Stage 27: Trabadelo to O Cebriero

8 Oct 2019

I had high hopes when leaving Trabadelo, despite a forecast of rain, because there was no rain to be seen. The planned walk was 17 Kms and it was 50F at the start. In fact, I was with a small group of pilgrims and everyone was in a great mood. After all, Santiago was less than 180 Kms away now.

Not my boots

Sadly, as the morning progressed and we climbed into the mountains, clouds and other hints of what was coming appeared.

Still, the ascent and weather were tolerable, until the town of Vega de Valcarce. That’s were the on-and-off rain, fog, and poor path quality started. Let’s go to the graphic of the elevation changes:

As you know by now, suffocating rain gear + hard ascent = steam bath. My least-favorite state of affairs. Then the weather degraded in a hurry, even when the path surface improved temporarily.

The steam bath, weather, and sheer exercise of climbing for hours was really fatiguing. I was running on empty when the rain paused and I entered the little town of O Cebriero. The Wise Camino app describes it as having “grown from a small and ancient village of dairy farmers into a small and ancient village of large-scale tourism”. There’s nothing quite like a few tour buses disgorging folks at the top of the hill to make the agony of my last few hours seem pointless.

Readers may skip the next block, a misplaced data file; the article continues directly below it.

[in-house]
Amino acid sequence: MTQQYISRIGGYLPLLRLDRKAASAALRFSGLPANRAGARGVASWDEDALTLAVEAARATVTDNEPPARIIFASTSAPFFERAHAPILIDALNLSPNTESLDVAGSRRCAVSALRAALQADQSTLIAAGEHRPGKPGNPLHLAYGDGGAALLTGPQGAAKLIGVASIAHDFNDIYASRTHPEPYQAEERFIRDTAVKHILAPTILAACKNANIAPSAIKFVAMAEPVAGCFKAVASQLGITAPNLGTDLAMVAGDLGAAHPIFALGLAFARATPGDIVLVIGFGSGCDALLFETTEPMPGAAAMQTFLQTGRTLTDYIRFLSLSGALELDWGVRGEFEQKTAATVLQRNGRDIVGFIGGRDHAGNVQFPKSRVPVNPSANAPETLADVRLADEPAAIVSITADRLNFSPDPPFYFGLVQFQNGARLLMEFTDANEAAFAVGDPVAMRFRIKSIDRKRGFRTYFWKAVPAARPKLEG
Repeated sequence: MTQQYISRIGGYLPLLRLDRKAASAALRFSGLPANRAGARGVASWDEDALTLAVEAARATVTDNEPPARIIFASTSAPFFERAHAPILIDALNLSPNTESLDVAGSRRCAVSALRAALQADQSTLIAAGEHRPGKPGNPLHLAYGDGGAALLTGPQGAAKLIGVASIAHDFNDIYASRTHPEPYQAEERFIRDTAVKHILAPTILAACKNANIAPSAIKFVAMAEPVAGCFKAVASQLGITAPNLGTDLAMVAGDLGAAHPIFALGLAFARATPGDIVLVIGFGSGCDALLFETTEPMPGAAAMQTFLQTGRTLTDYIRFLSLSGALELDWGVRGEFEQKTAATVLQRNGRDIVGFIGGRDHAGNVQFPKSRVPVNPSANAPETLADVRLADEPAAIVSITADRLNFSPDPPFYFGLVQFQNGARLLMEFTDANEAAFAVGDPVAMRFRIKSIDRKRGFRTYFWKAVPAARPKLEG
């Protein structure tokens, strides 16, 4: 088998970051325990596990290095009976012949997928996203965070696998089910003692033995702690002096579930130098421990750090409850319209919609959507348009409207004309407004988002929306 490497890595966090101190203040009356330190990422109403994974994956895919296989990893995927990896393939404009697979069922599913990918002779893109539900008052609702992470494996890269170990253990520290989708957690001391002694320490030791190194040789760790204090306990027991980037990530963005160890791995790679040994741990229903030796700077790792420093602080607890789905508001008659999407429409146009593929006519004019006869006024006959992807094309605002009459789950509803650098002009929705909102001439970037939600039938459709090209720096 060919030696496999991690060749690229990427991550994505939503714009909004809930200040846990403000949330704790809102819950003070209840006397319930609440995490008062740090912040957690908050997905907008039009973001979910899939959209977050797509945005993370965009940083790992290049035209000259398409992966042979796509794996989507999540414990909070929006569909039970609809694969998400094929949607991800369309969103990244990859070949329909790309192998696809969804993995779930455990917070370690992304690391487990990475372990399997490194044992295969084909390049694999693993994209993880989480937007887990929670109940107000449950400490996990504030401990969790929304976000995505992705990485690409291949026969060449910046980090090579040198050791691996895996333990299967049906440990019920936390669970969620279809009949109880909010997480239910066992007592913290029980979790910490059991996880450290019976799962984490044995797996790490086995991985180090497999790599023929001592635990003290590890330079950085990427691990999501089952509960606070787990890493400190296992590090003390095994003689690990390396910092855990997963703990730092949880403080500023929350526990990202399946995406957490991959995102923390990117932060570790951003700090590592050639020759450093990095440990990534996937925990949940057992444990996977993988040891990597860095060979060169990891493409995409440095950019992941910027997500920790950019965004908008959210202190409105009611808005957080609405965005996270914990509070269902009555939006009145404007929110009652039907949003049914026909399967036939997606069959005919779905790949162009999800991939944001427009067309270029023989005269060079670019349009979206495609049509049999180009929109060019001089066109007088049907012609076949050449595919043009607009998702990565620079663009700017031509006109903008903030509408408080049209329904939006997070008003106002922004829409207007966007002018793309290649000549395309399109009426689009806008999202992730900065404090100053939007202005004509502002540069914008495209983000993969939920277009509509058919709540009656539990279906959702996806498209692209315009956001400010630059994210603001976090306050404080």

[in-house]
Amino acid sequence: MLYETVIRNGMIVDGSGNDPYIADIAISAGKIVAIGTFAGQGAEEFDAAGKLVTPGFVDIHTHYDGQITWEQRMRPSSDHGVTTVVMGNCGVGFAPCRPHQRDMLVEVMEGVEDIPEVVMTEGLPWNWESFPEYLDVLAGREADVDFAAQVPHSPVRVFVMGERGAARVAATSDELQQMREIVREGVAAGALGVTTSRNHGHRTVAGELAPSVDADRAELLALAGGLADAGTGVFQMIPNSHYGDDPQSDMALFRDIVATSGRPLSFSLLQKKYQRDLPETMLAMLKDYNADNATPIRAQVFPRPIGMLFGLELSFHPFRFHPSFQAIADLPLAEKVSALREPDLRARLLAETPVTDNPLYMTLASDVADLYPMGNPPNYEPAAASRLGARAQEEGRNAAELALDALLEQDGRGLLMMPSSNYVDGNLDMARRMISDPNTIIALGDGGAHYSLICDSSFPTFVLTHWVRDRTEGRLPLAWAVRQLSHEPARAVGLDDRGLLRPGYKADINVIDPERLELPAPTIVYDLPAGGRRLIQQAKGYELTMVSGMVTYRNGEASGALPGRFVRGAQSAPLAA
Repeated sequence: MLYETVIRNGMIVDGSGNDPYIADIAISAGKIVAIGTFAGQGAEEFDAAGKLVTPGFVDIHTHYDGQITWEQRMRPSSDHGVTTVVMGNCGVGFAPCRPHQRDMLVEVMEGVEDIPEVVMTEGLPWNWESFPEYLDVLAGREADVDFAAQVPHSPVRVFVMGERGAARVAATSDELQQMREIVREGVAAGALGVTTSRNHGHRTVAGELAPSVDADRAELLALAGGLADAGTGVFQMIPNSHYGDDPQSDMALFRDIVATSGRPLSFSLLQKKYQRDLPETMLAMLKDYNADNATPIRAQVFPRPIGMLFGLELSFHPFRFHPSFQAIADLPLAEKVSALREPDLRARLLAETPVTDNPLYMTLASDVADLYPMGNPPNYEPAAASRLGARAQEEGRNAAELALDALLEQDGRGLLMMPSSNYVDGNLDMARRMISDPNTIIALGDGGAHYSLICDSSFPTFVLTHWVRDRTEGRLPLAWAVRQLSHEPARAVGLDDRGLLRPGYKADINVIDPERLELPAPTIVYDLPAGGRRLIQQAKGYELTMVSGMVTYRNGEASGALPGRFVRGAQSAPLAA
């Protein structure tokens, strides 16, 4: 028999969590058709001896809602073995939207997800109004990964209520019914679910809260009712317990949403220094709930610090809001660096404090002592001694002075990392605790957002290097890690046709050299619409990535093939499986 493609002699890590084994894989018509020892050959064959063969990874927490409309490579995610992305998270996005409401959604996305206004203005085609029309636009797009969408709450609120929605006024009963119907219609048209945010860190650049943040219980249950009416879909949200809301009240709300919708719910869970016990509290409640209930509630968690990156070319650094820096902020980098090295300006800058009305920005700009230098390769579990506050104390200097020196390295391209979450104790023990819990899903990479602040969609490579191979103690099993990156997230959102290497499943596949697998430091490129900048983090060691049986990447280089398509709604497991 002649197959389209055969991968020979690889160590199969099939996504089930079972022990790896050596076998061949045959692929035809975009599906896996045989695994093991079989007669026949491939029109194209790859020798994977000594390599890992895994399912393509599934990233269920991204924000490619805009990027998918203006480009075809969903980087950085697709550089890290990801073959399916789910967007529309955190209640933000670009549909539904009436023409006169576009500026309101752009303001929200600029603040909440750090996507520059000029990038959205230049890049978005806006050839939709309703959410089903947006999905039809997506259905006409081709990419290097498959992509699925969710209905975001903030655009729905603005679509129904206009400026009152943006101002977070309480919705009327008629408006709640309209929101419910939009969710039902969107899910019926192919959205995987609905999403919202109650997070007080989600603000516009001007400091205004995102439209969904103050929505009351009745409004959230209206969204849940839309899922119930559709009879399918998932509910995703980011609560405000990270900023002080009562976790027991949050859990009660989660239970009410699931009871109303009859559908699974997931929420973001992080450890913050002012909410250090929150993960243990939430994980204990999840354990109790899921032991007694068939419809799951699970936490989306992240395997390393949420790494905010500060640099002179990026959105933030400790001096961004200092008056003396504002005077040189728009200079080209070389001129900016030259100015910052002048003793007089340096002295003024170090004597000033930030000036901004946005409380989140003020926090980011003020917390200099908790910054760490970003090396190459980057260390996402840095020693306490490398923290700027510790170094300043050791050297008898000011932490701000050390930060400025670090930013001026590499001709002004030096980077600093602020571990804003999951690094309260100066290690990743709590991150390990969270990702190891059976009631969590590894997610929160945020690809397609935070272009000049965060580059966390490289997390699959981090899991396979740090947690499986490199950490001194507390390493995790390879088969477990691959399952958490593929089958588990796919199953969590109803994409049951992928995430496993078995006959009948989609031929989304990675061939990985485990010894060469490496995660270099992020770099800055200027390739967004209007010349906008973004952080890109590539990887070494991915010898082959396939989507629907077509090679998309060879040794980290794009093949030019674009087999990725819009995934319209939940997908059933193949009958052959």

I stumbled onward, looking like I’d just emerged after having been thrown into a swimming pool, in search of my hostel. Who should I find at the nearby bar, looking calm and collected while enjoying a fresh beverage? Yes, folks, Kerry and Christie. Too tired to stop and chat, I stumbled on.

I finally found my accommodations at last and my hosts were very kind about my drowned-rat appearance. However, when they showed me the “stairs” to my attic room, I thought at first they were joking:

I really had to summon up some reserves to get my legs to take me up there.

After my rejuvenating pilgrim routine, including rigging a clothesline to dry everything, I went down to the bar part of the establishment. Jackie, an artist from Bristol, U.K., whom I’d met a few days earlier, walked in and we had dinner together. She’s a fascinating woman who, among other things, is a free-lance illustrator of children’s books. The good company and warm food did wonders for me.

The weather didn’t improve…
…and even got worse

Tucked away in my attic room, I was plenty warm that night and absolutely everything dried out. The forecast for my start the next day was for more of the same weather and a famously steep descent into Triacastela, so not that encouraging. Feet and legs were exhausted but not damaged. I was sooo tired I slept like a rock.

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